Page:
The Red Light District: A Blog on the Possible Demise of Kodak
It was all over the internet yesterday – from bjp-online to twitter – and seeing it there, in black and white caused my stomach to hit the floor. Although this was the first time I had actually seen anything about it I have to say I had a gut feeling things weren’t good. I have been finding it harder to find film in the last few months, and sure enough reading about the situation last night, it seems Kodak’s problems were also in the news back in November.
The world is going digital, there can be no denying that. Companies that traditionally specialize in film and analogue have been struggling over the last ten or so years. But I honestly thought a corner had been turned. Any companies, products or dealers that were going to be lost have been lost. Those that have remained seem to have become stronger, to have consolidated in a more specialized market, picked up business from those that have gone. Obviously I was wrong.
I honestly have no idea what I will do. Right now the temptation is to hide under a duvet at a time when I am trying to preach to the world about the beauty of film, it’s depths and of the pleasure working in the darkroom brings. Photography to me is not just about the image, it’s about the process, the creation, the magic. It’s an art, and two of my tools may be taken away from me.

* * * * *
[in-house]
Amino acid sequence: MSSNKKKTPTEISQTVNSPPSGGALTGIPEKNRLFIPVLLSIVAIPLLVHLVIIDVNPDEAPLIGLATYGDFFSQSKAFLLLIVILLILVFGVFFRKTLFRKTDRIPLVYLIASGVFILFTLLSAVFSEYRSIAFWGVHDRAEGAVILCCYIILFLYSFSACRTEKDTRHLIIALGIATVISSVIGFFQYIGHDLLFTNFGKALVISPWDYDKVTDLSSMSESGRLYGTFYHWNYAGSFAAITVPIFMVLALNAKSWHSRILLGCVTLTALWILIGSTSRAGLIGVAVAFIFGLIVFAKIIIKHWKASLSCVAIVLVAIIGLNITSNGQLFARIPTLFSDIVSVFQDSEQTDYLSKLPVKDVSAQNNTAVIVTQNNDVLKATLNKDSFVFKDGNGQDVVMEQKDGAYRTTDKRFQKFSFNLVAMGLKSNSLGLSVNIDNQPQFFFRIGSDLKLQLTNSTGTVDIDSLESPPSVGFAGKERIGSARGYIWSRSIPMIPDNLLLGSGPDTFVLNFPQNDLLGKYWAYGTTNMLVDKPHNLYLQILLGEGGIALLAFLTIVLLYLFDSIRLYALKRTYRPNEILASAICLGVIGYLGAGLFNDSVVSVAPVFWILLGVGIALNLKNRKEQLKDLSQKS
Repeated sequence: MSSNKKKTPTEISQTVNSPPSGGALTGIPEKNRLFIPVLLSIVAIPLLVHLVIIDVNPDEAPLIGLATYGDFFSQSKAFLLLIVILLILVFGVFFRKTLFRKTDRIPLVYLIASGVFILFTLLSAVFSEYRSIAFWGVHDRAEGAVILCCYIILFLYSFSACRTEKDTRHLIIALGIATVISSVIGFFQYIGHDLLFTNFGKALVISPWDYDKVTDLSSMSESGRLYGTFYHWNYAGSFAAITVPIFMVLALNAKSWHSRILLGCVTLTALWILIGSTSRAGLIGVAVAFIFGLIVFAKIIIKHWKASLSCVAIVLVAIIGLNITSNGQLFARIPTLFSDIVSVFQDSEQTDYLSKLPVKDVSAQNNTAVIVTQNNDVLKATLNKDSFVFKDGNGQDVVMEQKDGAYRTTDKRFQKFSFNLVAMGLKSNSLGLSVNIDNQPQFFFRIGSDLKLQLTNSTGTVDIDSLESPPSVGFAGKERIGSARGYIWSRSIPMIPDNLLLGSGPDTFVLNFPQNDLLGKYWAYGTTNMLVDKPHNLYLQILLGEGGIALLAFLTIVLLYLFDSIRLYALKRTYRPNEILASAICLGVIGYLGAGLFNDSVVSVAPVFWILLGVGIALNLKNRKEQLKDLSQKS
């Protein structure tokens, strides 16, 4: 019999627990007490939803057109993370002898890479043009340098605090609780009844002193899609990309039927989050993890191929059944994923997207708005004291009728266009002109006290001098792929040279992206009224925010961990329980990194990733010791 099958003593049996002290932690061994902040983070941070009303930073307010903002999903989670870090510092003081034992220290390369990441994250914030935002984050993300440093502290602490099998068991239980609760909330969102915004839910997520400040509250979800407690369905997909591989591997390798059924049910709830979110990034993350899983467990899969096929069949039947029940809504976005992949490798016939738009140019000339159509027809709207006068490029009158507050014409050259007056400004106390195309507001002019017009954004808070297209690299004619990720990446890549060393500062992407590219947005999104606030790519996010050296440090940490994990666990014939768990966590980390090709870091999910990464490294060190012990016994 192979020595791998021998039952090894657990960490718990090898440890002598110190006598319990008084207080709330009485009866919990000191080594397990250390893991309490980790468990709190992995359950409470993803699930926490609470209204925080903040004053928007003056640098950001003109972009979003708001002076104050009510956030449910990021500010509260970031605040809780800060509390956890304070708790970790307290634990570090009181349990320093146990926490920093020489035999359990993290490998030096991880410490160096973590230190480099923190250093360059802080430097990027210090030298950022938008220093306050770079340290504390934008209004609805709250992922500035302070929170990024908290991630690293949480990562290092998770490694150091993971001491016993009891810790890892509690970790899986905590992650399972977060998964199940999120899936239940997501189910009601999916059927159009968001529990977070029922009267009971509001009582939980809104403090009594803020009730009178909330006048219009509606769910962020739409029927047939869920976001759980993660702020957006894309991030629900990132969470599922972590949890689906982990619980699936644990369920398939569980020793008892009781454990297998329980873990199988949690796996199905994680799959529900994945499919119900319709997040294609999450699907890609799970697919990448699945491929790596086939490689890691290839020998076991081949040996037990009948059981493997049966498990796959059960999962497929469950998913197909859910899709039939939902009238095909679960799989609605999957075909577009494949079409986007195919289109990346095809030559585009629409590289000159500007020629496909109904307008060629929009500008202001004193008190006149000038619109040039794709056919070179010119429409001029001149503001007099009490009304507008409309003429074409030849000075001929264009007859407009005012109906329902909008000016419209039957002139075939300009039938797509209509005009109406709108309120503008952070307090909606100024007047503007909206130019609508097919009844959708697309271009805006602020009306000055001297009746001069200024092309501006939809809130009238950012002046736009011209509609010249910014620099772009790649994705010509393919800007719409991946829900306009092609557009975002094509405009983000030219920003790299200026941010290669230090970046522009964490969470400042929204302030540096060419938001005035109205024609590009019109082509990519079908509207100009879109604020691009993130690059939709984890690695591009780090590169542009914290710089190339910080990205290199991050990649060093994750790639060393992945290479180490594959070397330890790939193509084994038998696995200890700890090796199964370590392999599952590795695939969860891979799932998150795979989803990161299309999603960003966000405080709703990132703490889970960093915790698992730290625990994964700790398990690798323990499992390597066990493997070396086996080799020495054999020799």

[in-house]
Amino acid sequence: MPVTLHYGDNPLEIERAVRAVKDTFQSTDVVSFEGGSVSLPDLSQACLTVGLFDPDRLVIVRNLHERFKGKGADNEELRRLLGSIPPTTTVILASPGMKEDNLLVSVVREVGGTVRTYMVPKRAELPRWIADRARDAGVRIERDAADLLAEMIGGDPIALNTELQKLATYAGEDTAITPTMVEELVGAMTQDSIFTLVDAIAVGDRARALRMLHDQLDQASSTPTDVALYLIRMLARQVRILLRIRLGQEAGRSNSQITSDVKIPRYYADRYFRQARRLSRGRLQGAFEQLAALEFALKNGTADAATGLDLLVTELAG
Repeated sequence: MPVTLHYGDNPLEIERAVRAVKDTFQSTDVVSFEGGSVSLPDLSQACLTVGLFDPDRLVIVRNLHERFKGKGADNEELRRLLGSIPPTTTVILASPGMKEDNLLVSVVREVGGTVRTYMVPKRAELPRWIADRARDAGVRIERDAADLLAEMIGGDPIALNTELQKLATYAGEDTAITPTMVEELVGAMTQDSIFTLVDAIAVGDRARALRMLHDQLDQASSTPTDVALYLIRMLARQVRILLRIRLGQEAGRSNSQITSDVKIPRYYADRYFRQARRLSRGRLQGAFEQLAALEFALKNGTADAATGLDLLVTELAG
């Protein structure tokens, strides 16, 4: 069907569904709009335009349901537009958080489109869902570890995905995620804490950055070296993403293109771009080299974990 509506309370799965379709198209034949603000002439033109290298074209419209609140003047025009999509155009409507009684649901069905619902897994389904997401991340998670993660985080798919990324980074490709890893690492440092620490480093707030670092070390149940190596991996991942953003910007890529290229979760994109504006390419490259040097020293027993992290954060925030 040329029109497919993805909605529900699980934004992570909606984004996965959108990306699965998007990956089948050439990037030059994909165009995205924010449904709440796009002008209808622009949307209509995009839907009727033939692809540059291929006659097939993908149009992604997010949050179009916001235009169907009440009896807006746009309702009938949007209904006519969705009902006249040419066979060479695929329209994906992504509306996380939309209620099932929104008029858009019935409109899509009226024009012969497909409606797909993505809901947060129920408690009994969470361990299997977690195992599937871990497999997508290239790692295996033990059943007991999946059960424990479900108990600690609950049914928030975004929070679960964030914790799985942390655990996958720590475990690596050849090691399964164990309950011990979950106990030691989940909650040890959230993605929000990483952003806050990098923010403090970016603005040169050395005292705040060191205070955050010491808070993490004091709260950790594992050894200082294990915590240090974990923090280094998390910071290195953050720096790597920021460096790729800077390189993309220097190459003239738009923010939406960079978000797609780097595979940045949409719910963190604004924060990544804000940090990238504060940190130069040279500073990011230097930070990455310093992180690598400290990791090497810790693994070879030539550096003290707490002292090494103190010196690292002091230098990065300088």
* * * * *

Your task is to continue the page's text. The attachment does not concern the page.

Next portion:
Is there an equivalent? For an artist to no longer be able to buy their favourite paint? For Adobe to stop making Photoshop? For reel to reel magnetic tape to no longer be available? For Canon to no longer sell the Eos? The destruction of all Stradivarius violins?
I have no idea.
All I do know is that I have only ever used Kodak T-Max 400.
I did try a couple of other films when I first started Black & White photography – Ilford and other Kodak films, but just didn’t get on with them. I also use Kodak HC-110 film developer and the loss of this would perhaps be an even bigger blow to me.
The combination of film and chemicals I use cannot be replicated – how they are used, the results that come about. They are my voice, the foundation of how I express myself through my work, the core of my end product. If these were not vital to me then perhaps I would have ‘gone digital’ years ago.
And would I try Ilford again? I suppose I’ll have to. I will have to stop being in denial and melodramatic. Life goes on.
Perhaps in a couple of hours alone under the duvet I will start praying to the gods of photography and all things creative that someone will buy Kodak and all their formulae and continue their production.
But right now? Just when I am preparing for my first major exhibition in twenty years? At a time when I want to be shouting from the roof tops about the virtues and beauties of film and analogue photography? Right now I feel betrayed, let down and melodramatic. Ready to abandon my photography with a dramatic ‘woe-is-me’ gesture.